The information on this website has been provided in good faith, but its accuracy or completeness can’t be guaranteed. The content of this website has been compiled with the greatest of care, but experience has taught us that some information may be out of date or contain inaccuracies. No rights can therefore be derived from the information on this website. Het Haagse Hof does not accept any liability for any damage that is the direct or indirect consequence of, or is related to, using the information made available on this website. Het Haagse Hof reserves the right to make changes and corrections to this website without prior notice.
Please read all the information carefully before having an ultrasound.
You can visit our centre for diagnostic and screening ultrasounds.
Your midwife/doctor will determine which diagnostic ultrasounds are necessary during your pregnancy. The health insurer will only reimburse ultrasounds for which there is a medical indication.
* due date determination, to determine how far along the pregnancy has progressed. The gestational age can be reliably determined from 8 weeks and 5 days. We cannot determine the gestational age in the very early stages of pregnancy. An ultrasound before 8 weeks and 5 days is therefore not reimbursed by the health insurer. The gestational age can most reliably be determined from 10 weeks.
* diagnosis ultrasound to find out why you are experiencing blood loss
* diagnosis ultrasound to check the growth of the baby
* diagnosis ultrasound to check the placenta’s position
* diagnosis ultrasound after 35 weeks to determine the baby’s position
The following applies to the above mentioned ultrasounds:
These ultrasounds do not look for any abnormalities in your child. No specific findings during this examination is not a guarantee for a healthy child. You and your midwife or doctor will always be informed if the sonographer finds anything unusual or abnormalities in your child, the placenta and/or womb with the above indications. In addition to the ultrasounds requested by the midwife, you can also opt to have the structural ultrasound done between 18 and 21 weeks. You will receive detailed information regarding this examination from your referrer.
The SUE will look for structural abnormalities in your child. Not all abnormalities are detected during the SUE. The fact that not all abnormalities are always visible applies to all ultrasounds. In addition, not all birth defects will be present during pregnancy. No specific findings during this examination is not a guarantee for a healthy child. The consequences for the child are not always clear if an abnormality is found during the SUE. In such cases you would be referred to a specialised gynaecologist. He or she can confirm the abnormality. However, this follow-up examination can also show that there is nothing wrong with your child, or that there is still some uncertainty as to exactly what is going on and what the impact will be. The SUE will be reimbursed by the health insurer.
The quality of the images can be influenced by, for example, the position of the child in the womb, the position of the placenta and the amount of amniotic fluid surrounding the child. Another factor is the thickness of the abdominal wall.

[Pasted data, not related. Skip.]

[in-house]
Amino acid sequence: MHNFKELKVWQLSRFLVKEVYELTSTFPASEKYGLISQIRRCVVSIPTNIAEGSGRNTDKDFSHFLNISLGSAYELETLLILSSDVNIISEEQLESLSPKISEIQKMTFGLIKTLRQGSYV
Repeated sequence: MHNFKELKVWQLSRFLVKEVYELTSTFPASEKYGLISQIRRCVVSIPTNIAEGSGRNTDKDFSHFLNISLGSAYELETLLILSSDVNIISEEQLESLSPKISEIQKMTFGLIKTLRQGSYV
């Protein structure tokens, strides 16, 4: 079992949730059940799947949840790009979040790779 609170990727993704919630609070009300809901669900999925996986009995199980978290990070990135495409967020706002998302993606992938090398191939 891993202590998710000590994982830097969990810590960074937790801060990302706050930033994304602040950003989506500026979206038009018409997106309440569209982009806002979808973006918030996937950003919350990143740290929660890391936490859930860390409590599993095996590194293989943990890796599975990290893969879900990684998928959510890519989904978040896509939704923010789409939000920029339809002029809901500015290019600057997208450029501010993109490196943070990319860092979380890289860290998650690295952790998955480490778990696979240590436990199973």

The womb is still small in early pregnancy (before 10 weeks) and is completely hidden behind the pubic bone, which is why a medical ultrasound is performed by inserting a narrow ultrasound probe into the vagina. This is not usually experienced as painful. The imaging is considerably better than with an ultrasound via the abdominal wall. You can see the heart beating on an ultrasound from 6 weeks. The foetus can’t yet be easily recognised as a child very early on in the pregnancy.
You can have fun ultrasounds performed by us. These ultrasounds are not reimbursed by the health insurer. The purpose of these requested ultrasounds is in no way medical-diagnostic. These ultrasounds therefore do not look for abnormalities in the mother or child. This means Het Haagse Hof or the individual sonographers can never be held liable in any way for abnormalities found later on in the pregnancy.
The sonographer will inform you and your midwife or doctor if he/she finds or suspects an abnormality by chance. Please be sure to inform the sonographer if you are aware of the existence of (suspected) abnormalities before the start of the ultrasound. We would like to point out that this ultrasound does not constitute a medical necessity, medical advice or assessment.
The full medical responsibility for your pregnancy therefore rests with your midwife and/or doctor. This means that there is in no way any question of a medical treatment agreement, as referred to in Article 7:446 of the Dutch Civil Code. No statement made during or after the ultrasound consultation may be interpreted as a medical assessment. No guarantee is given on gender determination. No rights can be derived from the assessment issued; therefore no liability is accepted in this respect. The image quality is determined by a number of factors beyond our control. (Please also refer to the “quality of images” chapter) We therefore can’t guarantee the image quality.
If you are given photographs or a USB stick, these will also include other privacy-sensitive data in addition to the ultrasound images. You are responsible for protecting this data against unauthorised access by third parties.